Academic journal article International Journal of Psychoanalysis

Delving into the 'Emotional Storms': A Thematic Analysis of Psychoanalysts' Initial Consultation Reports 1

Academic journal article International Journal of Psychoanalysis

Delving into the 'Emotional Storms': A Thematic Analysis of Psychoanalysts' Initial Consultation Reports 1

Article excerpt

Writing about clinical work is integral to the psychoanalyst's workingthrough and understanding the analytic process. The initial meeting between an analyst and a prospective patient with the primary aim of exploring a possible treatment recommendation, otherwise known as a psychoanalytic consultation, carries a particular intensity and uncertainty that differs from usual analytic work. Therefore, the writing of consultations brings particular challenges. Consultations are intrinsically complex, subjective and pressurized due to the analyst's unfamiliarity with the prospective patient and the demand for a clear decision at its conclusion - a recommendation. The intense emotions created by the encounter itself and the fantasies of the analyst and the prospective patient create an entangled dyadic experience whereby it is often difficult for the analyst to discern: What is being transferred or projected by the prospective patient? What is evoked in the analyst? What are the needs and anxieties of the psychoanalyst, of the patient? Unlike the writing of case studies, which are based on extensive analytic work developed over time, consultation reports require the analyst to reflect on the encounter in a very short time frame. Yet, consultations are the first step to a possible psychoanalytic treatment and therefore crucial for the growth and development of the psychoanalytic profession. Consultation reports are a window into this important aspect of analytic work. It is clear that thorough exploration of how analysts experience, understand and report the consultation encounter is greatly needed.

In his paper 'Making the best of a bad job' (1979), Bion describes the initial meeting as one where an 'emotional storm' is created; a disturbance occurs formed by both the fantasies of the analyst and of the prospective patient in anticipation of the encounter and what emerges in the contact between the two. Bion (1979) describes how the analyst's recognition, observation, communication and thinking are powerfully affected by this encounter. Inevitably, the writing of consultation reports is also impacted. Ideally the consultant attempts to find a third position from which to become aware of how he is affected, observe himself in interaction with the prospective patient, and reflect on the prospective patient's experience (Baldacci and Bouchard, 2012; Racabulto, 2012; Ogden, 1992). Presumably, the writing allows for some degree of triangulation within the analyst's mind to reflect on the experience but one could also assume that, in some cases, the impact of the encounter hinders this process. What is clear is that consultation reports include a richness and complexity of experience that is not captured by standardized measures.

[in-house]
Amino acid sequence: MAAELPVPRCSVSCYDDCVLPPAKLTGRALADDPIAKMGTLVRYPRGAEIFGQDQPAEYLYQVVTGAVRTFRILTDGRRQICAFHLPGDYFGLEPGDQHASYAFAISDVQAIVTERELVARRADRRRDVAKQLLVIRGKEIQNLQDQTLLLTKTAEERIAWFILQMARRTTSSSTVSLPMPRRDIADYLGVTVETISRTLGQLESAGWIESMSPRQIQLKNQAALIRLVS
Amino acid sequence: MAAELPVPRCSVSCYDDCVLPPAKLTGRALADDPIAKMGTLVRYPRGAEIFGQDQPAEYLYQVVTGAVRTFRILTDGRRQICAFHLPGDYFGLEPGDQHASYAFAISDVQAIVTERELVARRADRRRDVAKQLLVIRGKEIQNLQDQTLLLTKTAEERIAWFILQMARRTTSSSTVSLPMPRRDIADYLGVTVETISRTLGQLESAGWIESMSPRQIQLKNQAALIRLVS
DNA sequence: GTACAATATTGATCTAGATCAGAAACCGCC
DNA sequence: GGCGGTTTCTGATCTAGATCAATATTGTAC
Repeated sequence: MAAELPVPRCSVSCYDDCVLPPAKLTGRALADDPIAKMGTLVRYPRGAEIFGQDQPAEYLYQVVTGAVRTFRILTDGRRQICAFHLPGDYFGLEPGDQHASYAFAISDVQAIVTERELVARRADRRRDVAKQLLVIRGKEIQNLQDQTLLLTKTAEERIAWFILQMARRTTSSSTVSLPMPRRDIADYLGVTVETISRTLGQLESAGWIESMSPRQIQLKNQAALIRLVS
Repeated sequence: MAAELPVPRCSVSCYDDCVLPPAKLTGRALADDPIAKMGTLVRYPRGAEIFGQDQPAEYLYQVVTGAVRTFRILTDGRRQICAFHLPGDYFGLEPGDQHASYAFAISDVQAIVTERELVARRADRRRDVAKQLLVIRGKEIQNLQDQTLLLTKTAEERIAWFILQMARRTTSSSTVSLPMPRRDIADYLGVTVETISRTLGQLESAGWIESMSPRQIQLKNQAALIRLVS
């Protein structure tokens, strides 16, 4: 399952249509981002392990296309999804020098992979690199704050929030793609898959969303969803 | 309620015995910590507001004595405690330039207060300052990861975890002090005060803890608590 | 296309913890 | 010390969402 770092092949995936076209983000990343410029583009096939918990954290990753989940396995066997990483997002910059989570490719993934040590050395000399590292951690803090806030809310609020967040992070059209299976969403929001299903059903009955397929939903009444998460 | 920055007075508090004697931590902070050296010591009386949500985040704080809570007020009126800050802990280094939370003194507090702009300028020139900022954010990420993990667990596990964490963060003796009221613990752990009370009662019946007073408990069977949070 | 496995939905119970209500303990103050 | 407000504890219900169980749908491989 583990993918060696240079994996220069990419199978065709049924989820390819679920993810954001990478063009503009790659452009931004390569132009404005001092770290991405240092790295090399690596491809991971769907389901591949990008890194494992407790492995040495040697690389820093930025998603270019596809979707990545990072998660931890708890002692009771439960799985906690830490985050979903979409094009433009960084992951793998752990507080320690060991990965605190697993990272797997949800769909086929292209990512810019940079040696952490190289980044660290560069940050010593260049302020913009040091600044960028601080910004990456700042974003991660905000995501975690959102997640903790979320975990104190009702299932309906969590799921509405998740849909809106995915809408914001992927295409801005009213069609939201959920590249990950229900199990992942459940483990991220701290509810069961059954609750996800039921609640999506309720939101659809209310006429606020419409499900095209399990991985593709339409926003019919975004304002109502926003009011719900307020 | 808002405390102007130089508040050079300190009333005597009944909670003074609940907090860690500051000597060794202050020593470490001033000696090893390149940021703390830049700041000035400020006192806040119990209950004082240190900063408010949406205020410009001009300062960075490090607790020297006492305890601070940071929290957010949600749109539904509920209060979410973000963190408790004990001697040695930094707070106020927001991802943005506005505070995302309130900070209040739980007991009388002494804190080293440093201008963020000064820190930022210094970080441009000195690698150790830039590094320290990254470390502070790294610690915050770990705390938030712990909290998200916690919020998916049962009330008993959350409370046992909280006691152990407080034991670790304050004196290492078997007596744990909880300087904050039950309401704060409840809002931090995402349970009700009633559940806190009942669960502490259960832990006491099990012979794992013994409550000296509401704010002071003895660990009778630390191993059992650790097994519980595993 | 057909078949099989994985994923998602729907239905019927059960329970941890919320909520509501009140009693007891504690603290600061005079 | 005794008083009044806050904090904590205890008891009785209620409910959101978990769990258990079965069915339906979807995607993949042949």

Apart from recent work in the EPF Working Party on Initiating Psychoanalysis discussion group (Reith et al., 2010), most studies on psychoanalytic consultations have not made use of this depth of subjective experience in consultation but rather have focused largely on easily identifiable demographic patient factors or standardized measures and have shown that these do not predict who will eventually be recommended for psychoanalysis (Caligor et al., 2009; the Psychotherapy Research Project of the Menninger Foundation, for an overview see Wallerstein, 1994). It is evident that an implicit process taking place within consultations, which might account for the analyst's decision-making process, has not been systematically investigated.

Consultation reports display not only the analysts' explicit styles of working and thinking but also implicit ones and therefore better reflect the psychic processes involved in his or her thought process than, for example, audio- or video-recorded sessions. Verbalized interpretations often do not include or convey the entirety of the analyst's thinking - consultants often put into reports more about their thinking than will have been conveyed in what they actually said to the patient. …

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